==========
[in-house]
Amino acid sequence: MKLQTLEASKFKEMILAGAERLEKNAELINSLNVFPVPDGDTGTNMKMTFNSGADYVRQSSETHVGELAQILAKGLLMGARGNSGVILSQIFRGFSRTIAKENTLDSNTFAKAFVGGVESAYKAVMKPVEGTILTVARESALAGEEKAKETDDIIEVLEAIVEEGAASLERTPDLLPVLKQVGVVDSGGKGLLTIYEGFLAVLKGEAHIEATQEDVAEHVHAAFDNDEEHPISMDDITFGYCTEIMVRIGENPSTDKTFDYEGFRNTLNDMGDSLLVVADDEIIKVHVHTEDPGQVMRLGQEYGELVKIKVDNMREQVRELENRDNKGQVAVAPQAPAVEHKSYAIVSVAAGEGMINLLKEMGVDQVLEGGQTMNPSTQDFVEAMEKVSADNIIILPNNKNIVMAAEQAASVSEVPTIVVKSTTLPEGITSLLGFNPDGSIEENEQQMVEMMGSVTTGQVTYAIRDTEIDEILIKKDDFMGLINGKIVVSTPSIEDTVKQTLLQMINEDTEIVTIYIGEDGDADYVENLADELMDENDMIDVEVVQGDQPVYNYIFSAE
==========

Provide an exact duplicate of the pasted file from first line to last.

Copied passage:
[in-house]
Amino acid sequence: MKLQTLEASKFKEMILAGAERLEKNAELINSLNVFPVPDGDTGTNMKMTFNSGADYVRQSSETHVGELAQILAKGLLMGARGNSGVILSQIFRGFSRTIAKENTLDSNTFAKAFVGGVESAYKAVMKPVEGTILTVARESALAGEEKAKETDDIIEVLEAIVEEGAASLERTPDLLPVLKQVGVVDSGGKGLLTIYEGFLAVLKGEAHIEATQEDVAEHVHAAFDNDEEHPISMDDITFGYCTEIMVRIGENPSTDKTFDYEGFRNTLNDMGDSLLVVADDEIIKVHVHTEDPGQVMRLGQEYGELVKIKVDNMREQVRELENRDNKGQVAVAPQAPAVEHKSYAIVSVAAGEGMINLLKEMGVDQVLEGGQTMNPSTQDFVEAMEKVSADNIIILPNNKNIVMAAEQAASVSEVPTIVVKSTTLPEGITSLLGFNPDGSIEENEQQMVEMMGSVTTGQVTYAIRDTEIDEILIKKDDFMGLINGKIVVSTPSIEDTVKQTLLQMINEDTEIVTIYIGEDGDADYVENLADELMDENDMIDVEVVQGDQPVYNYIFSAE